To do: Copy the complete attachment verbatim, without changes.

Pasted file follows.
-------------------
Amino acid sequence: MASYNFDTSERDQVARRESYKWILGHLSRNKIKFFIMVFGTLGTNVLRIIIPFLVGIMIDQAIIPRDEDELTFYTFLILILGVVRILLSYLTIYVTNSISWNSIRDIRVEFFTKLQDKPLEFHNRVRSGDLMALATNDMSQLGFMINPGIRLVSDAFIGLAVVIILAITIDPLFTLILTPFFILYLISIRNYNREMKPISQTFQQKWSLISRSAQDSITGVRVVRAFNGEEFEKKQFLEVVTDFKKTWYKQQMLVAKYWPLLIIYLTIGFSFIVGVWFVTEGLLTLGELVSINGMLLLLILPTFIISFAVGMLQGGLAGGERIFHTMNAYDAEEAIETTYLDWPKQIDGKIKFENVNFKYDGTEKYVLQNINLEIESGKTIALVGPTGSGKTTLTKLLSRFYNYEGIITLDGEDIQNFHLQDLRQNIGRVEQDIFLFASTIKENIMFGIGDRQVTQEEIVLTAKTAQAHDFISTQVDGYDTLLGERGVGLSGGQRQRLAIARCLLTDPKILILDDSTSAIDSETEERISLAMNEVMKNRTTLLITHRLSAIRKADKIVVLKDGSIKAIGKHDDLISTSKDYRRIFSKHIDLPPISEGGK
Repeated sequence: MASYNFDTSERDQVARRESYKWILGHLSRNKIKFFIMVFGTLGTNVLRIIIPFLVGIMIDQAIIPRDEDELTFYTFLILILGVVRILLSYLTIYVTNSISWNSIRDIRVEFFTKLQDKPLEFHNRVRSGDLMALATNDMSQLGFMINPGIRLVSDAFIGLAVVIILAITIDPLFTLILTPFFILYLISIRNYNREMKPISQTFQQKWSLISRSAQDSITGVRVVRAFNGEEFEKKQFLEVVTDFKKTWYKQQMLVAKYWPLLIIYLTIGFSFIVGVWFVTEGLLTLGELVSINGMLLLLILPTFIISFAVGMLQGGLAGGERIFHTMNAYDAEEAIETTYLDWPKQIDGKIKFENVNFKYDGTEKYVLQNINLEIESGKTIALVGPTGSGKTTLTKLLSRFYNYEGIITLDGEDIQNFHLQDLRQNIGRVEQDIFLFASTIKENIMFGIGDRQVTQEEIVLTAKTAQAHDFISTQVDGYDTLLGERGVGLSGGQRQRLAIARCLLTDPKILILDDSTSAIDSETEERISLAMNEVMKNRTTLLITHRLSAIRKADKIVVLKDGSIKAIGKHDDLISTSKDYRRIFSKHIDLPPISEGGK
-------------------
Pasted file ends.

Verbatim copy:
Amino acid sequence: MASYNFDTSERDQVARRESYKWILGHLSRNKIKFFIMVFGTLGTNVLRIIIPFLVGIMIDQAIIPRDEDELTFYTFLILILGVVRILLSYLTIYVTNSISWNSIRDIRVEFFTKLQDKPLEFHNRVRSGDLMALATNDMSQLGFMINPGIRLVSDAFIGLAVVIILAITIDPLFTLILTPFFILYLISIRNYNREMKPISQTFQQKWSLISRSAQDSITGVRVVRAFNGEEFEKKQFLEVVTDFKKTWYKQQMLVAKYWPLLIIYLTIGFSFIVGVWFVTEGLLTLGELVSINGMLLLLILPTFIISFAVGMLQGGLAGGERIFHTMNAYDAEEAIETTYLDWPKQIDGKIKFENVNFKYDGTEKYVLQNINLEIESGKTIALVGPTGSGKTTLTKLLSRFYNYEGIITLDGEDIQNFHLQDLRQNIGRVEQDIFLFASTIKENIMFGIGDRQVTQEEIVLTAKTAQAHDFISTQVDGYDTLLGERGVGLSGGQRQRLAIARCLLTDPKILILDDSTSAIDSETEERISLAMNEVMKNRTTLLITHRLSAIRKADKIVVLKDGSIKAIGKHDDLISTSKDYRRIFSKHIDLPPISEGGK
Repeated sequence: MASYNFDTSERDQVARRESYKWILGHLSRNKIKFFIMVFGTLGTNVLRIIIPFLVGIMIDQAIIPRDEDELTFYTFLILILGVVRILLSYLTIYVTNSISWNSIRDIRVEFFTKLQDKPLEFHNRVRSGDLMALATNDMSQLGFMINPGIRLVSDAFIGLAVVIILAITIDPLFTLILTPFFILYLISIRNYNREMKPISQTFQQKWSLISRSAQDSITGVRVVRAFNGEEFEKKQFLEVVTDFKKTWYKQQMLVAKYWPLLIIYLTIGFSFIVGVWFVTEGLLTLGELVSINGMLLLLILPTFIISFAVGMLQGGLAGGERIFHTMNAYDAEEAIETTYLDWPKQIDGKIKFENVNFKYDGTEKYVLQNINLEIESGKTIALVGPTGSGKTTLTKLLSRFYNYEGIITLDGEDIQNFHLQDLRQNIGRVEQDIFLFASTIKENIMFGIGDRQVTQEEIVLTAKTAQAHDFISTQVDGYDTLLGERGVGLSGGQRQRLAIARCLLTDPKILILDDSTSAIDSETEERISLAMNEVMKNRTTLLITHRLSAIRKADKIVVLKDGSIKAIGKHDDLISTSKDYRRIFSKHIDLPPISEGGK